Thursday, 28 September 2017

Syrian Rebels Reddit: How Western Powers fail to understand how the Assadist Regime works

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 'Here a brilliant example for typical failure of the Western 'inteligentsya' to understand how the Assad regime 'works' - and thus a failure to comprehend the Assadist propaganda too.

 Namely, a gentleman working for one of think-tanks in the EU - 'Clingendael, Netherlands Institute of International Relations', has published the paper: Syrian Militias Supporting Assad: how Autonomous Are they?.

 For a paper concentrating on one of crucial issues of this war, this one is an abysmal failure.

 For example, it says:

 "Formed in 2013, the NDF has evolved into the administrative umbrella for Syrian armed groups loyal to Assad,10 with an estimated 50–60,000 members nationwide. Serving in the NDF originally also provided a way for Syrian men who had avoided conscription into the SAA to avoid prosecution or forced conscription by defending their home areas, although this benefit is reportedly being steadily rescinded."

 Mere 10 minutes of googling should turn at least half a dozen of links clearly showing the NDF was established 'already' starting in November 2012. I.e. not in 2013. Furthermore, not one Assadist ever attempted to make it secret: one of NDF's intentions was to intentionally criminalize whatever was left of the SAA (through offering higher salaries than the regime).

 And, as usually, the author is completely failing to mention the - crucial - IRGC's involvement in this process. Just like he's missing the point about the IRGC intentionally creating sectarian militias. Nah, the author does like if Assad paid for 'NDF' from his own pocket...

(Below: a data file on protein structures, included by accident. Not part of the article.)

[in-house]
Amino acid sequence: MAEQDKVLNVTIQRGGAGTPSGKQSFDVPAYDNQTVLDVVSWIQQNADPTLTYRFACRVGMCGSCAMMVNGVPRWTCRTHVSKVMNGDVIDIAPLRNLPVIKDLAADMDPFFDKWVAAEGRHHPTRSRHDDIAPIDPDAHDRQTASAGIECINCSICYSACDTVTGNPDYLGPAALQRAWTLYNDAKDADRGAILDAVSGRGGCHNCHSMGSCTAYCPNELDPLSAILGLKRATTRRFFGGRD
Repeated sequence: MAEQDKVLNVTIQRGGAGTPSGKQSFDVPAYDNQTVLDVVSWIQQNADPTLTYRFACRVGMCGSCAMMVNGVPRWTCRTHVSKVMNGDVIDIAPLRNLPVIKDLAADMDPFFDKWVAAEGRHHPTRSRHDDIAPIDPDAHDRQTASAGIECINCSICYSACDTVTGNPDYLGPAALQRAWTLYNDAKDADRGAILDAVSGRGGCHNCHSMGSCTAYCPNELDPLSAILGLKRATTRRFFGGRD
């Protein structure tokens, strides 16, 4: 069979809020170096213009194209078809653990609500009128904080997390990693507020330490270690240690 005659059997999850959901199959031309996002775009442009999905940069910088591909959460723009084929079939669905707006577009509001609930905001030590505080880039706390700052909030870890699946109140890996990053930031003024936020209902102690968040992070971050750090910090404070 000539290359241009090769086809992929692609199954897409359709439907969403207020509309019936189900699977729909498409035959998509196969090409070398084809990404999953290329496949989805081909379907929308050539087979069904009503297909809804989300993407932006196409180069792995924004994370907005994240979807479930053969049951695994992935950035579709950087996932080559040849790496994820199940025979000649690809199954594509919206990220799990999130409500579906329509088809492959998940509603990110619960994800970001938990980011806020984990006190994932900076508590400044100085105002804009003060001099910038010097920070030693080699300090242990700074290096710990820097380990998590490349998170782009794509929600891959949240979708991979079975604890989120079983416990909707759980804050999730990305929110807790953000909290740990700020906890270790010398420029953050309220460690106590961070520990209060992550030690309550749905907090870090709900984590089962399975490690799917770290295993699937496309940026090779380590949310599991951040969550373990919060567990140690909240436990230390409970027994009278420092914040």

"While the original shabiha-type groups were only able to fill security gaps in areas already under the regime’s control, their legalisation, combined with training and support provided under the NDF framework, upgraded the ability of some groups to contribute meaningfully to the battlefield successes of the Assad regime. Indeed, regular posts about their battlefield prowess and support for the SAA rapidly became a standard feature of their social media profiles."

 ?!? This is imposing the question: is the author unable of researching, connecting dots and drawing useful conclusions - or just clueless about the Syrian War...?

 Apparently, it's both. See here (p3):

 "Further expansion and professionalisation of armed groups loyal to the regime was brought about in October 2015 by the creation of the SAA’s 4th Corps following Russian intervention in the war. All loyalist armed groups were folded into this new Corps. Some groups, such as the Desert Hawks, were transferred to the remit of the NDF, which itself sat under the 4th Corps, while others, such as the Bustan group, which did not fall under the purview of the NDF, were still situated under the 4th Corps."

 and the note 15 reads:

 "Bustan is the name for a charitable group run by Rami Makhlouf that serves as an organising body for several militias, some of which sit within the NDF while others sit outside it, although still administratively under the 4th Corps. The criteria for which groups fell under or were pushed into the remit of the NDF, as opposed to just the 4th Corps, is unclear.)"

 With other words: yes, the author admits he is clueless about this war, and how the Assad regime works. He's not even able to list what units were put under the command of the IV Assault Corps, and thus can't know about their backgrounds. This is getting very clear in the table on Page 5, where the author is wildly throwing together various groups of 'NDF', IRGC, Hezbollah and whatever else on the same pile, and then can't cite the background for most of forces in question (fact is: even the Quwwat Nimr is paid by the IRGC, not by Assad, not to talk about all the others).